Sunday, June 14, 2015

What I Learn From Six Daily Newspapers

I read a lot of newspapers and magazines, not because my job as a book promoter and publicist would naturally call for it, but because I’m a news junkie.  Sadly, with more news to be discovered, less of it is reported and consumed by the masses.

Each work day I go through six papers, including The New York Post, New York Times, USA Today, Wall Street Journal, NY Daily News, and Washington Post.   I wish I read papers from other time zones as well, like the LA Times, Chicago Sun-Times, or something small and in Middle America, but I don’t have an unlimited budget nor unlimited time.  Still, the papers I do have access to tell me a lot.

First, from these papers I have a pretty good idea of what’s dominating the daily news cycle. These papers are the ones whose articles get talked about and circulated by other media.

Second, these papers generally reflect what’s circulating in the media, covering politics, business, crime, sports, and entertainment.  Smaller papers tend to run syndicated or news wire content and mix it with local news that covers the usual – corruption, violence, human interest, and weather.

I like reading op-eds and editorials and columnists who ponder and pontificate.  The other articles are just daily repeats of the usual.  Sometimes the photos of barely dressed celebrities get my attention, but even they have become predictable.

The newspaper feels good in my hands.  I prefer it to a screen and I prefer these first-source articles over bloggers just interpreting things in a second-hand way.  On television you can barely find news.  It’s drawn out between commercials, soft stories, or obsessive coverage of snow or heat.  Radio gives you weather, traffic, sports scores, and maybe four minutes of headlines that ran in the newspaper. It is still the newspaper that breaks stories and advances the reporting of what’s in the news.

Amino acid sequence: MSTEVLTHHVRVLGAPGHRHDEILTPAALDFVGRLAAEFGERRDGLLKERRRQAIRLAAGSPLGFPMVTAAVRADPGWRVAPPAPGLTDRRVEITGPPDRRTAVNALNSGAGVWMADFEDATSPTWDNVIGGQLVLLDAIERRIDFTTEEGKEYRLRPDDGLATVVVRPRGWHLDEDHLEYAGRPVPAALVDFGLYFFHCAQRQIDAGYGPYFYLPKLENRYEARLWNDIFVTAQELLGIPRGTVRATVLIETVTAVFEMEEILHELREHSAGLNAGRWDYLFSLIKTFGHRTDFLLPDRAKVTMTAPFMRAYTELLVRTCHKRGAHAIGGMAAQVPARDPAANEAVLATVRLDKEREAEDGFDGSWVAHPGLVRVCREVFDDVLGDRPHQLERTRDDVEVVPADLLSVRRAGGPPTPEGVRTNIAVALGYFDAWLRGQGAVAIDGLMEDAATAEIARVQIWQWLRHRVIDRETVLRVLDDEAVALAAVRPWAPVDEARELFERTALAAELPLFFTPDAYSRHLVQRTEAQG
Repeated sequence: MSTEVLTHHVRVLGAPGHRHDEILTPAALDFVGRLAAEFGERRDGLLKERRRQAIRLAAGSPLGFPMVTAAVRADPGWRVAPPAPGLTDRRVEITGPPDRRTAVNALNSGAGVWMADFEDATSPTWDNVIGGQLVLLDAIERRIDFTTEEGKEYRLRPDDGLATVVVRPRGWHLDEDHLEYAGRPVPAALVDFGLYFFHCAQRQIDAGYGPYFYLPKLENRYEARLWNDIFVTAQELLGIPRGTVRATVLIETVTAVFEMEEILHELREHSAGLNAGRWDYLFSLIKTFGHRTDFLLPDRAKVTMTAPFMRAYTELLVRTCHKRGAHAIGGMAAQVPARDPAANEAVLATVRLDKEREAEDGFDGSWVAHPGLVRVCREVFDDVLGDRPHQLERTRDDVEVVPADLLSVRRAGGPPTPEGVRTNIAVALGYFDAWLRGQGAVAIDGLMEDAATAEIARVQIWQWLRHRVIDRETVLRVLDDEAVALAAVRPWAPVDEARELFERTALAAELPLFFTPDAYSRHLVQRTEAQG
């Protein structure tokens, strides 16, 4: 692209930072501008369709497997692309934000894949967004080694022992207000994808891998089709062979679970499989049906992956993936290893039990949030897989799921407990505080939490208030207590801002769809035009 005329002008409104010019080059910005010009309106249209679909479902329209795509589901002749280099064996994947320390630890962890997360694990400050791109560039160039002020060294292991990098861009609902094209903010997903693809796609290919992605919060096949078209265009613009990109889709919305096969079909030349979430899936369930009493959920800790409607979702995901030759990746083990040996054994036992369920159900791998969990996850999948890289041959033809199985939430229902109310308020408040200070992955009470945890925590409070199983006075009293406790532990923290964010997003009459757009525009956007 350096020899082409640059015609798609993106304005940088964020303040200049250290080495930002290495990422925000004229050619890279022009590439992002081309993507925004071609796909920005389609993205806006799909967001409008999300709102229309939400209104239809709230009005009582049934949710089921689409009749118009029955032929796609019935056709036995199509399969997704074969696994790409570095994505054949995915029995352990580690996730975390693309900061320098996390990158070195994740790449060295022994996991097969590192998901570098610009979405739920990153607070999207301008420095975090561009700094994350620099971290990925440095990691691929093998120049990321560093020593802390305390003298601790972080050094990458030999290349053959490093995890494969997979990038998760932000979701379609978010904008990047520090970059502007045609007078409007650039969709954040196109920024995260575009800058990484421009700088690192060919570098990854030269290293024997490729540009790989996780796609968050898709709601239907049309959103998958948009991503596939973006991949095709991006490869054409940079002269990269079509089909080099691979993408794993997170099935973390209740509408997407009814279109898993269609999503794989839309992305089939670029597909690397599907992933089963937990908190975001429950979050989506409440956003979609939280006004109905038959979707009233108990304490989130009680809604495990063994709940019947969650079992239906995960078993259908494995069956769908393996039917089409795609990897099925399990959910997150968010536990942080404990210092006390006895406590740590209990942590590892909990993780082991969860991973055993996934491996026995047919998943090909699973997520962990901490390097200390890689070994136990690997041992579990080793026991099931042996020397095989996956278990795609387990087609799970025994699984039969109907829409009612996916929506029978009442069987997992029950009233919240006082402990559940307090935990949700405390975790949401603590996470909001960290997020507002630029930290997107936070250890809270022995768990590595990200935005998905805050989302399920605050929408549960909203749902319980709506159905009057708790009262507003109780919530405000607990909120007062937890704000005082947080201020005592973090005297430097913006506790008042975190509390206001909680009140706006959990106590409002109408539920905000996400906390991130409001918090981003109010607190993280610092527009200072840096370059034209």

I also learn what the media is covering and how they chose to cover things.  If you’re promoting a book or writing one, you need to consume the newspaper out there.

When reading a half-dozen papers daily you also see bias, incompetence, and stylistic differences amongst the papers.  The same story can be reported on differently by each paper.  Sometimes, the
way to the truth is to put each of the stories together or to weigh them against the other.

What I really learned about reading newspapers is that there’s little more I like to do on a daily basis than to read books and newspapers.

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Brian Feinblum’s views, opinions, and ideas expressed in this blog are his alone and not that of his employer. You can follow him on Twitter @theprexpert and email him at He feels more important when discussed in the third-person. This is copyrighted by BookMarketingBuzzBlog © 2015

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